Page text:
/ Motoring

Why being loyal drives up the cost of breakdown cover

Our latest research into car breakdown cover has found that renewal prices can leave you out of pocket. Is it right that existing loyal customers are asked to pay more for breakdown cover than new ones?

We have just completed our annual survey of car breakdown cover, comparing companies like the AA, RAC, Green Flag and Britannia Rescue to see if any of them have made the grade as a Which? Recommended Provider.

Our surveys cover waiting times, repairs, customer satisfaction and value for money – it’s this last one that I’m feeling slightly irked about today.

Put simply, I don’t think the costs of breakdown cover are transparent enough. Headline prices look tempting (just £23 for a year’s roadside recovery with Green Flag, for example), but many providers only offer a discount upfront if you agree to automatic, year-on-year renewal.

And your premium’s likely to go up quite a lot after that first year is up, unless you shop around.

Don’t just accept your renewal quote

People regularly contact us complaining that their breakdown renewal premiums are far higher than the previous year’s cover. So we used a real case of someone renewing with the AA.

Our case study had cover for two people and two cars, with roadside assistance, and AA’s ‘relay’ and ‘stay mobile’ cover. The renewal quote they received was £205 – £65 more than the £140 they would pay if they took out a new policy with the AA online. This quote was also £100 more than they would have paid with Aviva, and £85 more than Britannia Rescue.

So our case study called the AA and pointed out the discrepancy between the renewal quote for loyal customers and the price charged for new ones. After a short delay, the AA offered to cut the price to £135 – not quite as low as elsewhere, but a hefty discount nonetheless.

Shop around for the best deal

This problem of inflated renewal premiums isn’t confined to breakdown cover, of course. I recently saved money on my home insurance renewal by entering my details into a comparison website. I ended up insured by the same company, but saved £40 in the process – not bad for 10 minutes work.

So, always shop around and consider checking cashback sites, such as Topcashback or Quidco, for their latest deals.

Has your renewal price for breakdown cover gone through the roof? Let us know how much you were quoted, and whether you were able to make a saving after a bit of haggling.

Comments
SandyB says:
20 May 2017

I have now come to the conclusion that car insurance is just one big con. Been with Direct Line for years and paying over the odds on my premiums. Had a no fault accident back in December and stupidly allowed my own insurance co. to put it right. Big big mistake, should gone with the other parties insurance, as Direct Line took my car and ruined it even more. Still waiting now for it to be put right. It’s been a totally stressful nightmare and Direct Line don’t seem to give a damn!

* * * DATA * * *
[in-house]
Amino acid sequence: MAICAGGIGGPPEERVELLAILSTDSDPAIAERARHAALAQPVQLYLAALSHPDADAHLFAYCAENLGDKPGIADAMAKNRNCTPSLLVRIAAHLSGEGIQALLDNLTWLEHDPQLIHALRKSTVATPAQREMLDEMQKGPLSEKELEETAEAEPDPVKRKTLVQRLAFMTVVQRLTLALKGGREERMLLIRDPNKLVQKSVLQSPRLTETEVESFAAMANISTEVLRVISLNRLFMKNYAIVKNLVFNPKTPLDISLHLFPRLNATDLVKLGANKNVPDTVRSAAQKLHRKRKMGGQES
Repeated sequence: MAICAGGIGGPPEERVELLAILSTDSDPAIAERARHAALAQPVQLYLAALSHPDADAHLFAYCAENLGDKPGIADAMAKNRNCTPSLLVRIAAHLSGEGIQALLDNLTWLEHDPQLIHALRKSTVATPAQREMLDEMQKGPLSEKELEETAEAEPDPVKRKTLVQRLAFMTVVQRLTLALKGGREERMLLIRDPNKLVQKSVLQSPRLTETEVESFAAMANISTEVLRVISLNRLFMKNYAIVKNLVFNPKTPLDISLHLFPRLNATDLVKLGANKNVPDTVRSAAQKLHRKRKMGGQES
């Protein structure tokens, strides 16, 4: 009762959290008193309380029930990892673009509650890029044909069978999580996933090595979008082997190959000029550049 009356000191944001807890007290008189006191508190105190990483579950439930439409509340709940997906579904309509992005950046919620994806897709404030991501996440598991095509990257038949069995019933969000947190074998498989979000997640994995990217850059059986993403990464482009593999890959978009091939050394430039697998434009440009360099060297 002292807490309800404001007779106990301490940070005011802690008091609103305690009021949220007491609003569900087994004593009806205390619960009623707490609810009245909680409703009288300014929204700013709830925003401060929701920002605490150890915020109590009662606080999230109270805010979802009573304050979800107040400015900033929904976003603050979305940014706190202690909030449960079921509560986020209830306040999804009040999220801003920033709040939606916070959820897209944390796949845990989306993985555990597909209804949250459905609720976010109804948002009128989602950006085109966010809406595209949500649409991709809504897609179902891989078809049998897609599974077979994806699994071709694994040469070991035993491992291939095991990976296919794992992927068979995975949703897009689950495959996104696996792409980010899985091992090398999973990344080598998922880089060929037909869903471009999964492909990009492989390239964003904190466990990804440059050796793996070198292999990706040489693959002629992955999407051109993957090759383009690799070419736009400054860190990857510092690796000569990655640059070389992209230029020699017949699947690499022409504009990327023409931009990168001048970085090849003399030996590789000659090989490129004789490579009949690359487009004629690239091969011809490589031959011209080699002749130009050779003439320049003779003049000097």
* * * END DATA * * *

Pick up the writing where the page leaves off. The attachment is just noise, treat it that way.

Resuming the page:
David Strachan says:
18 August 2017

I have been with the RAC since 1964 and have just received my RAC renewal notice and it has increased from £192.00 to £252.99. £50.00 of this is due to the RAC now having the policy arranged by RAC Financial Services. who may charge a fee for providing these services to you. They state in the leaflet that ” you will not pay an additional amount for your cover but how much you pay us to arrange this “. There is a breakdown on the payment schedule that Arrangement and administration fee for your Roadside & at Home Rescue is £50.00. If the RAC is making this change for their benefit then why have they passed the charge onto their customer?
David S

That is rather a lot.

Have you tried phoning them for a better price? … I was going to renew my insurance with you but it has gone up rather a lot ….. I can get it cheaper….. I have been with you 53 years….

keith Clark says:
26 August 2017

Been with Greenflag for four years for one small car and one driver last years price was £158.77 no call out last year but renewal quote is £216.00 On phoning them they reduced it by half to £113 but no longer trust them so an changing

It might be worth considering opting for cover as part of car insurance, Keith. Cover may be different and you don’t have any say in the breakdown company they subcontract to, but it seems a cheap option. I have not had a breakdown since 1989 and hate paying for cover, but cannot afford to be without it in case something major happens.

Vince Crosby says:
23 December 2017